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A blog by Leon Oudejans

Automotive – part 4 – a pivotal point for electric cars

This 300th blog is about Automotive which makes sense as Automotive has significantly marked my career and this 300th blog marks my new career in writing. My previous blogs on the (VW) emission scandal were published in September: part 1, part 2 and part 3. Part 2 of 22 September wondered which department could have authorised this software manipulation. I wrote: “The only department I can come up with is the manufacturing / technology department in order to meet emission demands.”

The NY Times of 4 October 2015 just confirmed my suspicion: “Volkswagen began installing software devised to cheat on emissions tests in 2008 after realizing that a new diesel engine, developed at great expense, could not meet pollution standards in the United States and other countries, people with knowledge of the automaker’s internal inquiry said on Sunday. Rather than stop production of the engine and throw out years of work and investment, managers decided to cheat, the people said, confirming a report in Bild am Sonntag, a German newspaper.”

Part 3 of 28 September 2015 had already confirmed another suspicion: “Other reports suggested that VW was informed that the software was illegal as early as 2007. The Bild am Sonntag newspaper said that Bosch, the car component specialist which developed the software, had written to VW in that year warning that it should be used for test purposes only. Bild said that, like the reported technician’s warning, the Bosch letter had turned up in an internal VW company report that the board examined last week. It said Bosch had told VW that its plans for the software were “illegal”.”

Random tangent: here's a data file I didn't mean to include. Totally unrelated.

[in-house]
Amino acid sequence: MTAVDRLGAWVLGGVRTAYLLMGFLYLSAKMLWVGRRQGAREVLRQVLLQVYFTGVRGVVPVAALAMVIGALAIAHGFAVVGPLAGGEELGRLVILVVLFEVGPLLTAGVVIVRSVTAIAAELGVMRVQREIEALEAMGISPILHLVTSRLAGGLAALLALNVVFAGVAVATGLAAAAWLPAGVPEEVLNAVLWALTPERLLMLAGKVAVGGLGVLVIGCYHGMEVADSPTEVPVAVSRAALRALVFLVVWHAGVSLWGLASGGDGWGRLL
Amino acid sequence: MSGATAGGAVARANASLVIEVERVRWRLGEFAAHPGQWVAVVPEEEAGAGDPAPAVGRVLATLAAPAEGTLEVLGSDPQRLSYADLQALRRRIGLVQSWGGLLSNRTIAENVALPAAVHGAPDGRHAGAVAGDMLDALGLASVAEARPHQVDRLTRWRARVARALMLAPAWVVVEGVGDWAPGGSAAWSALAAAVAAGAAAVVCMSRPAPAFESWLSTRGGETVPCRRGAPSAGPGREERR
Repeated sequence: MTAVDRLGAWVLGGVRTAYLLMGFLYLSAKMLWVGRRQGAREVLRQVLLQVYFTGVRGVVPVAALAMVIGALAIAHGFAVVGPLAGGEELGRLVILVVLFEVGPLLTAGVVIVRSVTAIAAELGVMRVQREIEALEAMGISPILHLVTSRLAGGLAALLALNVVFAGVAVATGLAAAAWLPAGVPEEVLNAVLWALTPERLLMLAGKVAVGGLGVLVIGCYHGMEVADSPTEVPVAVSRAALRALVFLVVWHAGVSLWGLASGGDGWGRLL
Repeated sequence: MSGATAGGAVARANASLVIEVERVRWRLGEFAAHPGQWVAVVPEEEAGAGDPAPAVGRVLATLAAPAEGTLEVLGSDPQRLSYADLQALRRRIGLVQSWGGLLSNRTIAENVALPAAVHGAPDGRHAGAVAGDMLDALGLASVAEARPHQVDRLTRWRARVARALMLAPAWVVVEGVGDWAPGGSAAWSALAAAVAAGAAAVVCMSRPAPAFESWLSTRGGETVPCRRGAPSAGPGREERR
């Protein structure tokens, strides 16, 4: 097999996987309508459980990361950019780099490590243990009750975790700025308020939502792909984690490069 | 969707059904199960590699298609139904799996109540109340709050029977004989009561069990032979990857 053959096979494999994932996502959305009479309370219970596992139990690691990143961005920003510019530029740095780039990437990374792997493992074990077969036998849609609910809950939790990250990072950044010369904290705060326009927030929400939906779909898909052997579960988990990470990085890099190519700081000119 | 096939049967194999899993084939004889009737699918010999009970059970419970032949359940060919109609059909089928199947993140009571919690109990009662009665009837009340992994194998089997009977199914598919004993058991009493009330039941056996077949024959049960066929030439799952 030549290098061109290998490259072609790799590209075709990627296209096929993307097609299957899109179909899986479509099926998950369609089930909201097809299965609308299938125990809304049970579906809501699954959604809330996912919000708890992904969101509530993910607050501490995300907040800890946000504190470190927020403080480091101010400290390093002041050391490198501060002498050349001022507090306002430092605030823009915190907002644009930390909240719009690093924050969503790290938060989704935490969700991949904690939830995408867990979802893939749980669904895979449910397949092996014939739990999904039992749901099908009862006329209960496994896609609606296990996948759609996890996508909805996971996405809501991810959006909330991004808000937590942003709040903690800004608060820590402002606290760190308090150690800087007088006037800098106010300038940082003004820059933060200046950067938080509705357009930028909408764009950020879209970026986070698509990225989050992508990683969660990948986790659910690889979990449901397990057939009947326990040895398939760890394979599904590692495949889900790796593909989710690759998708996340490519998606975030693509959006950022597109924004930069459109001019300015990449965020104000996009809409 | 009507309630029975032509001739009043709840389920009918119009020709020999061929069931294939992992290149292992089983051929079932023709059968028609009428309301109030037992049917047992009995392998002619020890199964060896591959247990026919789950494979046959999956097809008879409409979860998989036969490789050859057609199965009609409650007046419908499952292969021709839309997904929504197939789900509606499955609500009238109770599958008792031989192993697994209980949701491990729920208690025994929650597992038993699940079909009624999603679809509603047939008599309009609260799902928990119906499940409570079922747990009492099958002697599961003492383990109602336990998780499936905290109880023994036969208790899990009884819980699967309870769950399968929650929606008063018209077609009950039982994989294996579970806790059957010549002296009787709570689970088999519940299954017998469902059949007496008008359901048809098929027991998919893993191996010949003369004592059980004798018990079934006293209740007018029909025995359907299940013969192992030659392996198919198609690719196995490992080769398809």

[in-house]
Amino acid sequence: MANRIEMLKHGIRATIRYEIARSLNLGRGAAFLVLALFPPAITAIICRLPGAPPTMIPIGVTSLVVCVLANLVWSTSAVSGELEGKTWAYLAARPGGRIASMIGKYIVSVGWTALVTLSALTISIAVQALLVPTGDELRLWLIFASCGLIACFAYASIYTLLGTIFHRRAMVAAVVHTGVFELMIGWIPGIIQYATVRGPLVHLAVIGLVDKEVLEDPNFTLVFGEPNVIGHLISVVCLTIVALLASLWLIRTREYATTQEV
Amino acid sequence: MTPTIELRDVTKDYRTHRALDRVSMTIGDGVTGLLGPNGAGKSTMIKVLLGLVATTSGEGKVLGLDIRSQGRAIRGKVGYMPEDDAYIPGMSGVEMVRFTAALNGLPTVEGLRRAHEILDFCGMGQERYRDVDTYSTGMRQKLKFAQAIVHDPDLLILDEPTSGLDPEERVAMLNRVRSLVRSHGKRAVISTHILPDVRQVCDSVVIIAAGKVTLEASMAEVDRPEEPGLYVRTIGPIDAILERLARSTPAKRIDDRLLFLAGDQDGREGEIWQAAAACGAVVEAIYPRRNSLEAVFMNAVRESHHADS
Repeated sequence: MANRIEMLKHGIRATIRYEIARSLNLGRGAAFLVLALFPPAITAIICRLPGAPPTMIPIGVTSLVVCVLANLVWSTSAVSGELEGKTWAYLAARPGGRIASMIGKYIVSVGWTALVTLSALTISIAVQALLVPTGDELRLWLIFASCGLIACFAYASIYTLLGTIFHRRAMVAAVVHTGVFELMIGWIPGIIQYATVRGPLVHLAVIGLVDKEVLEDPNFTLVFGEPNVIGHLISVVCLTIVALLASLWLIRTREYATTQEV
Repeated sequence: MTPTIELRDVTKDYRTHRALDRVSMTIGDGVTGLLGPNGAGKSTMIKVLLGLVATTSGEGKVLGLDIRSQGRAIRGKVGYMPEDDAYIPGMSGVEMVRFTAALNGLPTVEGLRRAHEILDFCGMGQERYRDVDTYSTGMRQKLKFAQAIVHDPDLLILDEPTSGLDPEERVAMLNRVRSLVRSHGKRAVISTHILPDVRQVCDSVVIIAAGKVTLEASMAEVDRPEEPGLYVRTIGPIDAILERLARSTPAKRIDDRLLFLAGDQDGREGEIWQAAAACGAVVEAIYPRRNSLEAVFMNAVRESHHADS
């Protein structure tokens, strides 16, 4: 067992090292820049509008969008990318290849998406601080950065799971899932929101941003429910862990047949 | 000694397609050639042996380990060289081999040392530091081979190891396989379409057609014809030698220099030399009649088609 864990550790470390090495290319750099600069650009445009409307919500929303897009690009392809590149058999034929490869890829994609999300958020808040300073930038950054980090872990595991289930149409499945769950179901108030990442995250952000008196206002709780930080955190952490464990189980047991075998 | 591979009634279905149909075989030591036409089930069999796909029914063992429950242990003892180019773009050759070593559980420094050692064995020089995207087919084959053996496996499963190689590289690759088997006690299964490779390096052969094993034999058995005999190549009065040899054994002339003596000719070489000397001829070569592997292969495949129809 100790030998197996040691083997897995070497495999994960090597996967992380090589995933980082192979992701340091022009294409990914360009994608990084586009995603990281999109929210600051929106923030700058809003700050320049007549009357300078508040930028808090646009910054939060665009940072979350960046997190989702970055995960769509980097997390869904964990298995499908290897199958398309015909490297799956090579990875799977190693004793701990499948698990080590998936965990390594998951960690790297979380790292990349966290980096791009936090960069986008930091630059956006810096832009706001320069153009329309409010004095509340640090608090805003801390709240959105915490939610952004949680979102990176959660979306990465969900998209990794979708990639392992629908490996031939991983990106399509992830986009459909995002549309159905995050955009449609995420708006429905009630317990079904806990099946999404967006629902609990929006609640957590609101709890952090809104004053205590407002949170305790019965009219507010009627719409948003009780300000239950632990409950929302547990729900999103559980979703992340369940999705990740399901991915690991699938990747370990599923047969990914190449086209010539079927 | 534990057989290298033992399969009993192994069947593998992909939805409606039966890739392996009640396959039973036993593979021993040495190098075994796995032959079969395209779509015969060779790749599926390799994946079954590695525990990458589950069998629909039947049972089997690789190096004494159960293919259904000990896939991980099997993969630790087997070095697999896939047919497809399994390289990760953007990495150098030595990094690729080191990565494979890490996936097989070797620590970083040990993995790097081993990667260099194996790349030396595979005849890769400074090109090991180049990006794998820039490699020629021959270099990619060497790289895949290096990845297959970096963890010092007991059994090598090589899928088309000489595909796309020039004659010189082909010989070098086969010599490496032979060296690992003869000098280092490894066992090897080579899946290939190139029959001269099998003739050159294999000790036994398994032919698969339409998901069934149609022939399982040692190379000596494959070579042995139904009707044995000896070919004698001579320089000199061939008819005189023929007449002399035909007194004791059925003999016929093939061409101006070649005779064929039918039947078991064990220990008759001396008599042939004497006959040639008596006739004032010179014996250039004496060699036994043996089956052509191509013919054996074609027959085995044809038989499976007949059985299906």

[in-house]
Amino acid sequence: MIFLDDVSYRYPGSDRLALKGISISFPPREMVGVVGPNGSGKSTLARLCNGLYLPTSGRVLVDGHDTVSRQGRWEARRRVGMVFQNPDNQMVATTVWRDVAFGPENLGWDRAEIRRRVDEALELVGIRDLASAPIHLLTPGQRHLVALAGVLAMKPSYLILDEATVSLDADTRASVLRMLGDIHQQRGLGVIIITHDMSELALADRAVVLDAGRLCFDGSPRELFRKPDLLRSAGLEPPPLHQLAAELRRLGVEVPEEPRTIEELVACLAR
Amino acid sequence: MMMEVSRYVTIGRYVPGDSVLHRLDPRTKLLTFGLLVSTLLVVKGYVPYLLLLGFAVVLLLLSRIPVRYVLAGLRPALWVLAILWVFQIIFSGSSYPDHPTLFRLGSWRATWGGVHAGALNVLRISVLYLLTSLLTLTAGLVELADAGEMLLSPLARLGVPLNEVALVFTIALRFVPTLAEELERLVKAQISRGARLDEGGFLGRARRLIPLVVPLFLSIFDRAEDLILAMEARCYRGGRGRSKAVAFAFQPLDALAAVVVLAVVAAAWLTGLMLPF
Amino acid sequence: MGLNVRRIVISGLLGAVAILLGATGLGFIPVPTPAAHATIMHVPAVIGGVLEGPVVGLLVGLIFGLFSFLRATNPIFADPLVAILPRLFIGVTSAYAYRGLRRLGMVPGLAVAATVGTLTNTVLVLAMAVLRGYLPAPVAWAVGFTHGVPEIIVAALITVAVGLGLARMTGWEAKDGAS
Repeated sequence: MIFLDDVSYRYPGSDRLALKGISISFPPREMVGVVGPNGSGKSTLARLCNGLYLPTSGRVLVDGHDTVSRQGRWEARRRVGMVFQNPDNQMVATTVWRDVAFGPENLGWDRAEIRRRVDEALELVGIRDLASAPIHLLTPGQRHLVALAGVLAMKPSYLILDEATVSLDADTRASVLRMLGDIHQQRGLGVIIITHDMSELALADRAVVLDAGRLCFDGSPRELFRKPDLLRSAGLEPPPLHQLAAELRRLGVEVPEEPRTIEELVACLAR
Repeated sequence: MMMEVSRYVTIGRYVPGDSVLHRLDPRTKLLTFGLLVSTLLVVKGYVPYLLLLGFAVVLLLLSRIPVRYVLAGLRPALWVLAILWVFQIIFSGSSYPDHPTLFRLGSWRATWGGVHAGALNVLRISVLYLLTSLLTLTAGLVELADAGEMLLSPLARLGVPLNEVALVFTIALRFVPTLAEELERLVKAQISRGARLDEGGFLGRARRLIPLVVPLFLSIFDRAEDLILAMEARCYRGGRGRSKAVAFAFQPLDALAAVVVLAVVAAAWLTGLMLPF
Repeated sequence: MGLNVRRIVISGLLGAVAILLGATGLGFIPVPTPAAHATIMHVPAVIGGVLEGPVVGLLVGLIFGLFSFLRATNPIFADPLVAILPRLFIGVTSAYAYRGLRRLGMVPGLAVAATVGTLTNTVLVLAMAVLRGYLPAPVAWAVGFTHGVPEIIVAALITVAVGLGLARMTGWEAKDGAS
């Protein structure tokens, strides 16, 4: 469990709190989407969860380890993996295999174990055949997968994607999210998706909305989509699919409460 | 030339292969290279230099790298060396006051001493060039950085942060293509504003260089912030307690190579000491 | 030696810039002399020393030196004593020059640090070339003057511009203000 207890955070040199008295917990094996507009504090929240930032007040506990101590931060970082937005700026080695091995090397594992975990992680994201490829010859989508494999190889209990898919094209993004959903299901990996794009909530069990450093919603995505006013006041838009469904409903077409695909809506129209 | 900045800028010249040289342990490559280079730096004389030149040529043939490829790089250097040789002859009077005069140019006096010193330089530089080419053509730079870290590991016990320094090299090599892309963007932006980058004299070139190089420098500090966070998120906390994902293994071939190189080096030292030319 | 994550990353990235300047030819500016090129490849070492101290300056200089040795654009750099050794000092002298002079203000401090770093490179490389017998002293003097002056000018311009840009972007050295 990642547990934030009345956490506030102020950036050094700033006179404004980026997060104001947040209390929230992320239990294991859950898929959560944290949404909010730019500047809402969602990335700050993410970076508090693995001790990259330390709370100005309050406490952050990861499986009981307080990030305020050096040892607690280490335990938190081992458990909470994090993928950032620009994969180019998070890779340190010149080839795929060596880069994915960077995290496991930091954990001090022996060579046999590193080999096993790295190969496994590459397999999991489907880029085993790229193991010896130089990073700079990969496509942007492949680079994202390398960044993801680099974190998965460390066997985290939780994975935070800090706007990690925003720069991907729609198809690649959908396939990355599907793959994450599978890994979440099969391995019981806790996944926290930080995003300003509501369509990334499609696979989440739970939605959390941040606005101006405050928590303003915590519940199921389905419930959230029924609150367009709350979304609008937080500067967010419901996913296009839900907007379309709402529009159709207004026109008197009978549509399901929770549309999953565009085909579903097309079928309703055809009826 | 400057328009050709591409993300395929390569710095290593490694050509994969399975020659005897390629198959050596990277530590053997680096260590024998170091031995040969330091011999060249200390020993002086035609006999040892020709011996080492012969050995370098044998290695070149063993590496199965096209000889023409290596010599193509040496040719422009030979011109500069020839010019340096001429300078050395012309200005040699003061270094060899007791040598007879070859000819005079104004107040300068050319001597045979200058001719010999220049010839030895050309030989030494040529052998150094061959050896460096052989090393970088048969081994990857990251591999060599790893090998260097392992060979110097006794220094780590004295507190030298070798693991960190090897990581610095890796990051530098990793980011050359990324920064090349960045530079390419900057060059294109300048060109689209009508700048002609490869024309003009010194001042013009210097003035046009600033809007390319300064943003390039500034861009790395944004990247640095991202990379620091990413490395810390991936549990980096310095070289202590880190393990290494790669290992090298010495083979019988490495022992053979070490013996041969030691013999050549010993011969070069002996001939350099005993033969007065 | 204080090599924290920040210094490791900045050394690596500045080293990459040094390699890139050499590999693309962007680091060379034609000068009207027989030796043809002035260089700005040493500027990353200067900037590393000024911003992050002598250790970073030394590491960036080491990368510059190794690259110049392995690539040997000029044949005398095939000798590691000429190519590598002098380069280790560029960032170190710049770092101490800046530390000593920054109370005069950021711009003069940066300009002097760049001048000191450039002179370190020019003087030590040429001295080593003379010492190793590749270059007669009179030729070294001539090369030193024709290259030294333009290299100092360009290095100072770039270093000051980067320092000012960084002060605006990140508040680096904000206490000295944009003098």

When you combine both facts – inadequate technology and external 3rd party appliances to mask that shortcoming – then an explosive situation arises: almost 10 years ago the technology was insufficient to meet automotive regulations and little has changed since. On 2 October 2015, the Guardian wrote: “At present, nine out of 10 diesel cars on Europe’s roads are breaking the EU’s pollution limits, with the average vehicle emitting seven times more NOx than European law permits.”
The EU commission was already aiming to have real world driving emissions (RDE) monitoring measures in place by next year, which could then be applied to all new vehicles by autumn 2018. However, EU industry commissioner Bieńkowska now states: “We will have to assess whether there is a need for further strengthening these draft (RDE) proposals in the light of the investigation into the VW case.” (Guardian)
But in a sharply worded letter to EU ministers, who met in Luxembourg on Thursday, seen by the Guardian, the head of the European Automobile Manufacturers’ Association (Acea), Carlos Ghosn, said the timetable was unrealistic. Short-term improvements were possible for the approval of new car designs by September 2017, he said, “but not before September 2019 for all new registrations”.

Several media have already claimed that the future of diesel (cars) is at stake (e.g., Economist). I think and feel that the future of ALL fossil fuel powered cars is at stake and that soon only electric cars will be able to meet the international emission regulations. I’m afraid that the classic (fossil fuel powered) Automotive industry is fighting an uphill battle with politicians. Politicians will use climate change arguments to force the Automotive industry to reinvent itself. 

The absence of a fossil fuel powered manufacturing legacy, is likely to let Apple, Google and especially Tesla dominate the market. The other legacy players may face massive impairment charges that may wipe out their (financial) room for manoeuvre into the electric future of Automotive.

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